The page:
Phil Spencer, the head and CEO of Microsoft’s gaming company Xbox, has talked about the Metaverse but remains “cautious” about play-to-earn (P2E) crypto games due to its economic and speculative aspects.
It has been reported that Spencer suggested that while many gamers are not yet sold on the current concept of a metaverse, according to his definition, they have essentially been playing in metaverse worlds for decades.
“My view on Metaverse is that gamers have been in the Metaverse for 30 years. When you’re playing games, if you’re playing a World of Warcraft game, you’re playing in Roblox, you’re playing in a racing game where everybody’s in a shared world.”
However, in Spencer’s view, the Metaverse is essentially a “3D shared world” in which people can freely communicate with each other and engage in shared experiences and common purposes.
“It’s not at all surprising to me that gamers might look at Metaverse and think well I don’t really get it because we already have an avatar of myself and I can already go into a shared world and I can already sit there and have voice conversations with people anywhere.”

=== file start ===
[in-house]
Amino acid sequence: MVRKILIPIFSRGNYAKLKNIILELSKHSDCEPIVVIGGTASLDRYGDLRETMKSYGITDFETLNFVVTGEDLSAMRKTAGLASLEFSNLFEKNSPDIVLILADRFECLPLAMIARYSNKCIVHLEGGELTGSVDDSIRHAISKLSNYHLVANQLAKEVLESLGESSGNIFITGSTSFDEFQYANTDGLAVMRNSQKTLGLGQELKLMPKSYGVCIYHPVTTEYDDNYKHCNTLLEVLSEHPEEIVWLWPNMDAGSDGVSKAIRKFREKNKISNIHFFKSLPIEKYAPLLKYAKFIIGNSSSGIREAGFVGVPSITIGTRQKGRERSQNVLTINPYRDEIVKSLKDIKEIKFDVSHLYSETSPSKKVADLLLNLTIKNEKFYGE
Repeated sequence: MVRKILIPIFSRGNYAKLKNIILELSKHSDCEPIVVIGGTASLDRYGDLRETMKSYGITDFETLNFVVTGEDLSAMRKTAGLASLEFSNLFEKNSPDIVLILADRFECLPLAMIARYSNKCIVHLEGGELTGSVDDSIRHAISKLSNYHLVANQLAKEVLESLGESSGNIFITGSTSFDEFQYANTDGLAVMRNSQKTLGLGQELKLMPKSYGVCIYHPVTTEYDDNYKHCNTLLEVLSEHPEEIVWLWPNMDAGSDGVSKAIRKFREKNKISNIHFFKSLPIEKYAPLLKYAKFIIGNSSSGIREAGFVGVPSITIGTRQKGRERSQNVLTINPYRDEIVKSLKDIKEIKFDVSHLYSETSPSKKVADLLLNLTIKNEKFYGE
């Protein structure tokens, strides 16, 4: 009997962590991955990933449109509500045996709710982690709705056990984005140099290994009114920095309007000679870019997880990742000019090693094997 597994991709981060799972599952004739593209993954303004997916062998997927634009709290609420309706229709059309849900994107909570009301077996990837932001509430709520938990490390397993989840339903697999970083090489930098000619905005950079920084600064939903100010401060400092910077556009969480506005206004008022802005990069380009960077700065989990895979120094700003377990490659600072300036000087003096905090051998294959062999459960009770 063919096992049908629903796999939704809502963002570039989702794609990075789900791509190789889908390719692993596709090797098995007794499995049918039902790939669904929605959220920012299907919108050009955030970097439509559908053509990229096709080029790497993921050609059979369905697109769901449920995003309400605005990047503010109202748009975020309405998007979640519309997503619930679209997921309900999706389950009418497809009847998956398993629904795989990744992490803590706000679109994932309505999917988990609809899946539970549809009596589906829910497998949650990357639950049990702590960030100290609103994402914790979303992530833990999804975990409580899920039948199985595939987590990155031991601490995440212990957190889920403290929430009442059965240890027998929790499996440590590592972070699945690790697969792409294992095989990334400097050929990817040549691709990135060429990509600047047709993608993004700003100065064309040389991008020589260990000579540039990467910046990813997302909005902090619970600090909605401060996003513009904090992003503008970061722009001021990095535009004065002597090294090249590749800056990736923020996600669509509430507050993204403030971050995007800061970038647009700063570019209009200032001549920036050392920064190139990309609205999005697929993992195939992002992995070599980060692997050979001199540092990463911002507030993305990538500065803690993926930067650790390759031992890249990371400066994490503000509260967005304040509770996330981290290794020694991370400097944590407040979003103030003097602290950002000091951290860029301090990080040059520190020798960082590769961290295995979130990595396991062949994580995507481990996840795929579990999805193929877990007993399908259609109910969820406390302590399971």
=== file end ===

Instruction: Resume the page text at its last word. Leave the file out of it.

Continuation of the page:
The report said that Spencer’s sentiments echo that of Microsoft CEO Satya Nadella, who after telling Bloomberg in November that people could “absolutely expect” the firm to make moves in Metaverse gaming.
He further said:
“If you take Halo as a game, it is a Metaverse. Minecraft is a Metaverse, and so is Flight Sim. In some sense, they’re 2D today and the question is can you now take that to a fully 3D world, and we absolutely plan to do so.”
He did not address more contentious issues in the Metaverse, such as the concept of owning virtual metaverse property through NFTs. Crypto proponent and billionaire investor Mark Cuban recently slammed virtual property investment as “the dumbest s--- ever” due to an apparent lack of utility and scarcity.
Likewise, the Xbox head instead went on to add that commercial usage of the Metaverse space has continued to pique the interest of Microsoft and CEO Nadella as of late.
“But I do think the skills that we have as game designers and game creators make a ton of sense in a lot of enterprise experiences. And this is why Satya gets excited about it.”
Thus, Spencer concluded:
“Play-to-earn specifically is something I’m cautious about. It creates a worker force out of players, for certain players to kind of monetize. Now you find games that are starting to build that into the economy of the game itself. We made some comments in Minecraft about how we view NFTs in this space because we people are doing things that we thought were exploitative in our product — we said we don’t want that.”